We were contacted by an individual who was looking to become a member of the Association of Chartered Certified Accountants (ACCA) and had been asked to complete a declaration form which contained the following wording:
“I confirm that I have now read the notes section and:
I have not been subject to any criminal conviction and/or caution.
I understand that the UK Rehabilitation of Offenders Act 1974 does not apply to the accountancy profession, and that I am therefore required to disclose spent convictions, that is convictions irrespective of its age and/or type.”
The individual was aware that his conviction would be filtered from a standard and enhanced Disclosure and Barring Service (DBS) certificate and wanted some advice about what he was required to disclose.
Although we believed that the ACCA were entitled to carry out a standard DBS check (which can be done for entry to the profession as a chartered accountant or certified accountant), we were concerned that they had made no reference to the filtering legislation which had been introduced in May 2013 – this allowed for certain old and minor cautions/convictions to be removed (filtered) from standard and enhanced certificates. Individuals whose cautions/convictions were filtered no longer needed to disclose them for roles that involved a standard disclosure.
We contacted the ACCA, highlighting the new legislation and explaining to them that the current wording on their declaration form meant that there was every possibility that people could get put off from applying, or an applicant may over disclose their criminal record and could run the risk of being refused entry to their chosen profession on this basis. This could then have legal implications to them as an organisation.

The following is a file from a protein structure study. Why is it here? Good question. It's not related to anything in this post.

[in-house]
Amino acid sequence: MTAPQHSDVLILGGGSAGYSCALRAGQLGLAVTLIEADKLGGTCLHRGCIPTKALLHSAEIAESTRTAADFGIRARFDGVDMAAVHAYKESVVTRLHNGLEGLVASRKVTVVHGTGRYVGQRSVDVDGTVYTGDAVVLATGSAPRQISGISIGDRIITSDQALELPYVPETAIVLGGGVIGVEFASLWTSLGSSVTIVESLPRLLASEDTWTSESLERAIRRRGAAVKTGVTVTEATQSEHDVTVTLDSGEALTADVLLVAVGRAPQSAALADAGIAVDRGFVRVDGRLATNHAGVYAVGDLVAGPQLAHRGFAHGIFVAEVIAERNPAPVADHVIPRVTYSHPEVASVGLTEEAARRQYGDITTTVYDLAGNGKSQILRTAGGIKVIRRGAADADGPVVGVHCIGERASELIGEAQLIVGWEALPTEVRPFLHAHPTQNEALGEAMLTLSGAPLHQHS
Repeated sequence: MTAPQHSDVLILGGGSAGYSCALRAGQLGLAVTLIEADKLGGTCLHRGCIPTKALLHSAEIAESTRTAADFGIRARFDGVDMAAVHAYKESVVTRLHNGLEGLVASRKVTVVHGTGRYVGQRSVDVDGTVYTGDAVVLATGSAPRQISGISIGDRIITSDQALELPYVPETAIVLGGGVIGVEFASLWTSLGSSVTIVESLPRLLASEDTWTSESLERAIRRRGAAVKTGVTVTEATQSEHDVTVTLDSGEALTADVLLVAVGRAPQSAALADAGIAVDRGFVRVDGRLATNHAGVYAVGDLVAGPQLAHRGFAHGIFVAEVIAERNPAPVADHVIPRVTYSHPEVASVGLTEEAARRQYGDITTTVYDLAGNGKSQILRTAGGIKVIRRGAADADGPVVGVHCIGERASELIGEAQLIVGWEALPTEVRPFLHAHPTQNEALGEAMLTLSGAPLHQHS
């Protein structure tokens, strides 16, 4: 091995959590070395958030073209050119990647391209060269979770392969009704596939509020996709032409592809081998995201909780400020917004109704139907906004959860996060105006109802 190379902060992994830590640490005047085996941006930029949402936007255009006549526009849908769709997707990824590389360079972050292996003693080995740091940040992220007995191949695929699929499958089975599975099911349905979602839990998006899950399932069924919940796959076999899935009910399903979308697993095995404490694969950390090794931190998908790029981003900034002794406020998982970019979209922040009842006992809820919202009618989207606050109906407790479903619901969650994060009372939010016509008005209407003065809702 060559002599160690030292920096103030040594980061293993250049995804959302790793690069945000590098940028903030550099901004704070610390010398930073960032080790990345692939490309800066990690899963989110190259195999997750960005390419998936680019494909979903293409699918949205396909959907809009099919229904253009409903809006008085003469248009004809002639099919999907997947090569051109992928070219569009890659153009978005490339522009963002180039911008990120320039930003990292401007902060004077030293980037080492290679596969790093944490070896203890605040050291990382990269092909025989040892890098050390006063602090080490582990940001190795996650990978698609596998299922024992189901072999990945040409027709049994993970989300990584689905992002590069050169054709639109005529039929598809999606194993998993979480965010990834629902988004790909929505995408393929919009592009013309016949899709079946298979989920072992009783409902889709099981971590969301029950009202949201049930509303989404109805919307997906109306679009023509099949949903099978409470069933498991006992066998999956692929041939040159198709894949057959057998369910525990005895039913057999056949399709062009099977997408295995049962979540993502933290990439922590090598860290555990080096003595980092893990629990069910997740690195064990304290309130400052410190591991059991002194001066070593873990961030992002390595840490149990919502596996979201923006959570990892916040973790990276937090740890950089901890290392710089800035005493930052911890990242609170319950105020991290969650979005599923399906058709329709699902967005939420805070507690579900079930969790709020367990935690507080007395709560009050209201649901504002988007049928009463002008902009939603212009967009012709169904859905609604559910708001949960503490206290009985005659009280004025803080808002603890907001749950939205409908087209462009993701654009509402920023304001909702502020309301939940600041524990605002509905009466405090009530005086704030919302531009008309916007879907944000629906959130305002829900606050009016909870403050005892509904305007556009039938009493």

A couple of months later, we received notification from the ACCA informing us that they had reviewed their declaration form and amended the wording to read:
“I understand that the UK Rehabilitation of Offenders Act 1974 does not apply to the accountancy profession and that I am required to disclose any convictions and/or cautions, that are not ‘protected’ as defined by the Rehabilitation of Offenders Act 1974 (Exceptions) Order 1974 (as amended in 2013). The amendments to the Exceptions Order 1974 (2013) provides that certain spent convictions and cautions are ‘protected’ and are not subject to ‘disclosure’”
They also informed us that they had undertaken a review of all applications from May 2013, and were happy that they had not refused admission to any applicant on the basis of protected convictions/cautions.
This case showed how confusing changes in legislation can be for organisations. Once we had raised our concerns with the professional body, they were happy to engage with us and not only amended the wording on their declaration form but also considered whether any previous applicants had been affected.
- We have guidance on criminal record self-disclosure forms which employers can use, as well as guidance on ignoring filtered criminal records.
Notes about this case study
- This case study relates to the work we’re doing to support and challenge employers as part of our Fair Access to Employment Project.
- Names and details have been changed to protect the identity of those involved.